Photo by stewf / CC BY-SA 2.0

Ultimately, though, the gallery environment itself was too limiting. He could curate the type, shape, and color of the light, and some galleries even allowed him to make significant alterations to the physical space (such as excising blocks of their ceilings for his Skylight series), but most didn’t allow Turrell to determine their geometry.

Skyspaces gave Turrell more spatial autonomy. Defined as “a specifically proportioned chamber with an aperture in the ceiling open to the sky,” Turrell’s Skyspaces represent perhaps the most robust and diverse folder in his catalogue. The effect, at its most general, is put well by art critic Jori Finkel, who wrote that the sky appears to be “stretched like a canvas across an opening in the ceiling.” Depth is erased, and the vastly distant is brought to the ceiling itself.

That canvas-like stretch on display / photo via James Turrell Studio files

Some Skyspaces are relatively plain and rectangular. Others, like his open air pavilion completed in 2007 at Pomona, incorporate the environment into the experience, with a reflecting pool and granite seating area surrounded by trees. The roofs of Turrell’s skyspaces have a precise curvature and opening, creating that “stretched canvas” optical illusion. Light can be projected onto the roof, and when it’s shades and tones change, so too does the perceived tone and shade of the sky.

One of Turrell's freestanding, wall-less skyspaces / Photo by Cam / Unsplash

“We think we receive everything we perceive, but in fact, we actually give the sky its color,” Turrell has said. His Skyspaces make this argument compellingly.

Given Turrell’s present prominence in the zeitgeist (apart from Jesus is King you can find reference to Turrell and his work anywhere from Drake’s “Hotline Bling” video to Kendall Jenner’s AD Open Door) his years of relative obscurity are easily forgotten. “Relative” is operative here - he won a Guggienheim grant in the 70s, was a MacArthur Fellow as early as 1984 - but Turrell’s cachet reached current levels only with his 2013 retrospective montage.

Photo by fabioomero / CC BY-SA 2.0

His path reminds us Turrell is no prodigy. He applied to art school after seeing an ad in the back of Artforum. His Quaker family didn’t encourage his aesthetic precocity. He approaches his craft with a different lens, one informed by his scientific background, sure, but that is also decidedly unpretentious.

Similarly, Turrell isn’t obsessed with his own auteurship. “My work is more about your seeing than my seeing” is a maxim he favors. You can find it on his website, or in any number of interviews where he was cornered into answering a question about himself. Wil Hylton described Turrell in his 2013 profile as “startlingly uninterested in himself.” He is quicker to speak about mechanism and viewer effect than he is about theme or creative intent.

As Chuck Close puts it, Turrell is “an orchestrator of experience, not a creator of cheap effects. And every artist knows how cheap an effect is, and how revolutionary an experience.” Revolutionary, and human. The experiences Turrell creates need not be mediated by any local thematic vocabulary or shared cultural subtext. The commonality of his art has global appeal. Take a look at his website for cartographic layout - Turrell has work all over the planet.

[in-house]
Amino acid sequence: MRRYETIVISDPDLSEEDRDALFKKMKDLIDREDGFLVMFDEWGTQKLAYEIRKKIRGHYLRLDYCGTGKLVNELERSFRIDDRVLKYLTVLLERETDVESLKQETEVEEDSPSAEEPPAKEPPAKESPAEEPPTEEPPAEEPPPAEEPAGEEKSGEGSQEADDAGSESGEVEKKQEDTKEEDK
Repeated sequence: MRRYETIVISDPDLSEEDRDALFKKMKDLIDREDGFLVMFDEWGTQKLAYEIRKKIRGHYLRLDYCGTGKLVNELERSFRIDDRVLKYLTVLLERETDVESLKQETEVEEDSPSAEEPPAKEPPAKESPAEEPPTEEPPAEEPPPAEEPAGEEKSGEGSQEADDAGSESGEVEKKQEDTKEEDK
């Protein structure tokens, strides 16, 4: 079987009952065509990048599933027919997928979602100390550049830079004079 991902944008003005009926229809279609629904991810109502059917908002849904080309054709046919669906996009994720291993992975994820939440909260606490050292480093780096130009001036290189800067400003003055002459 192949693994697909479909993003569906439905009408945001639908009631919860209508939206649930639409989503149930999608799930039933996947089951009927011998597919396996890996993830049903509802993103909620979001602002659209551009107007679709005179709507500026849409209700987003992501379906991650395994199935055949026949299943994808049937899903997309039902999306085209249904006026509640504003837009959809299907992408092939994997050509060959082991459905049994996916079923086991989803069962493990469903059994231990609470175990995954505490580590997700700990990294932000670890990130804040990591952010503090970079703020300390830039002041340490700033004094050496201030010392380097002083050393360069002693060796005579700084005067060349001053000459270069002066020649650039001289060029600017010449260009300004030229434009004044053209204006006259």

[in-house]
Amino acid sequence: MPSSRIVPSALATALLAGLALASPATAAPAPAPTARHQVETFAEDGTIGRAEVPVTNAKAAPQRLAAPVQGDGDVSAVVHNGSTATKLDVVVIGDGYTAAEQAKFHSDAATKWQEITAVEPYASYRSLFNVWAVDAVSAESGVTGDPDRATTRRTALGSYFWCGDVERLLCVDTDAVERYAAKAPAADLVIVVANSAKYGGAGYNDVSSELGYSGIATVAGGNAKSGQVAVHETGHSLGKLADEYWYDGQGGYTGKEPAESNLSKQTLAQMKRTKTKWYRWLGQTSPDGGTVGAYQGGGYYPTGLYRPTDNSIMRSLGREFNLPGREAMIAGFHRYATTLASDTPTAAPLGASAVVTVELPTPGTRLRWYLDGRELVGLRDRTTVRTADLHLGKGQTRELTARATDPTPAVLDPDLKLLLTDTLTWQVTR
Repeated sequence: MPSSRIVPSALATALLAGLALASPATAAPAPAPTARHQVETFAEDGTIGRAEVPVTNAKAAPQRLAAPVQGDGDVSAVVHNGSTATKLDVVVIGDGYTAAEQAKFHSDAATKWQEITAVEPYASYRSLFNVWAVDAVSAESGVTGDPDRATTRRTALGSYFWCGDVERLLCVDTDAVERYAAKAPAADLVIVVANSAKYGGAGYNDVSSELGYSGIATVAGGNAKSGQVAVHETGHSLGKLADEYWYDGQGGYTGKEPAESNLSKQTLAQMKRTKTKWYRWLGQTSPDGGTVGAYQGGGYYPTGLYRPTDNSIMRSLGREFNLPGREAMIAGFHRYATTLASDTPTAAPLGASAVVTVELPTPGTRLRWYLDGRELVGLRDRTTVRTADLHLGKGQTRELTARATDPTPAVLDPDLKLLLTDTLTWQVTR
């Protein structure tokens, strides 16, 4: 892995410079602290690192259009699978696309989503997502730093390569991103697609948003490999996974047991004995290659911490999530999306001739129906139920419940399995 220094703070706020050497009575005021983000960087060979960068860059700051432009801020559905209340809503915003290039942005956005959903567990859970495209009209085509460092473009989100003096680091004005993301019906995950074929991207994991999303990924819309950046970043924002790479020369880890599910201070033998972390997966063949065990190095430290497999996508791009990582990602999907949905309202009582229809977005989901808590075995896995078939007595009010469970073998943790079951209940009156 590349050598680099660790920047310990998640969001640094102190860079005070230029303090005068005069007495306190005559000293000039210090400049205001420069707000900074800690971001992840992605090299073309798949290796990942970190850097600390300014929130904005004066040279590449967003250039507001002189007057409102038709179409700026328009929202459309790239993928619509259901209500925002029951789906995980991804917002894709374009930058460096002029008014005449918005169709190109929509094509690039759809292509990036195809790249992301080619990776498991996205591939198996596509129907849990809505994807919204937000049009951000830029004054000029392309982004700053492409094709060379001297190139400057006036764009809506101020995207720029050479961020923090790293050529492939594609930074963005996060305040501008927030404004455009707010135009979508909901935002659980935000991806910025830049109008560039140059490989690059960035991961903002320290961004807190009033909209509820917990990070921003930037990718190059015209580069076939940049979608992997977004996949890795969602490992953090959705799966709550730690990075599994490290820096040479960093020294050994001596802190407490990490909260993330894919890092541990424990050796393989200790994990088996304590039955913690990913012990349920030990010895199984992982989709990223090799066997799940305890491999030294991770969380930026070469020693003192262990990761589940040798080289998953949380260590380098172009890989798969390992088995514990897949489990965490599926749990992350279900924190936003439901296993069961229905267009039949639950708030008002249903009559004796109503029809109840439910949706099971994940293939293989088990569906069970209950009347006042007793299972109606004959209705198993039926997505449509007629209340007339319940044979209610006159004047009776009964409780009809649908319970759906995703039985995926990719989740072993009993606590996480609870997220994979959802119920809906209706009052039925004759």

The entrance to 'Second Wind' located in southern Spain / FlickrDelusions / CC BY-SA 2.0

Turrell’s work asks questions about the viewer vis-a-vis the artist. David Houston, the Director of Curatorial at Crystal Bridges Museum of American Art, argues that Turrell’s technique is a reversal of the conventional viewer-artist relationship. In the past, artists took what they saw and represented it for the viewer. With modernism, what could be represented broadened to an artist's subjective experience. In both cases, the artist's own feeling or seeing was on display.

With Turrell, argues Houston, the world and experience of the viewer, rather than the artist, is primary. When we step into a Turrel, it is our own eye at question, the trick of our own brain, the misapprehension of our own optical apparatus. It is not a re-experiencing of what Turrell once saw or felt, but a first experience of our own.

Solomon R. Guggienheim Foundation /CC BY 2.0

At the moment, though, you’re more likely to find Turrell tending cattle than philosophizing. Rodon Crater has become more than the volcano. Originally, Turrell convinced a Texas-based foundation to purchase it for him, but when they promptly fell on financial hard times, Turrell was forced to take up ownership - an ownership he couldn’t afford. The bank was only interested in loaning him money if the land could generate revenue as a ranch. As it sat, what the foundation had purchased was financially untenable. But, the bank explained, if Turrell bought more land (like three times more) it could work.

Turrell and his crater / via his site

Long story short, Turrell (who knew exactly nothing about ranching) ended up with Rodon Crater, 155 square miles of Arizonian desert, a loan and a divorce. The ranch has grown over the years - it’s closer to 220 square miles now - and is home to over 2,000 black angus.

The initial formation of the crater bowl to Turrell’s specifications required the movement of over 1.3 million cubic yards of earth. Past that, though, Turrell’s work has been surprisingly accommodating to the natural landscape. Most of this work has occurred under the volcano’s surface, fashioning tunnels and apertures that allow viewing of the sky and the entrance of light into space. It combines his practice of bringing light in and observing light without.

The crater bowl / photo by Florian Holzherr via James Turrell's site

To hear Turrell tell it, the Crater isn’t “finished.” Bullish deadlines collided with reality, and currently there is no date set for ribbon-cutting. (You can donate to the effort on his site.) Initially, this uncertainty was hard for Turrell to swallow. But he has come to terms with its potential unfinishability. He has “realized that maybe this would be it. Maybe it wouldn’t go any further.” And maybe that’s enough.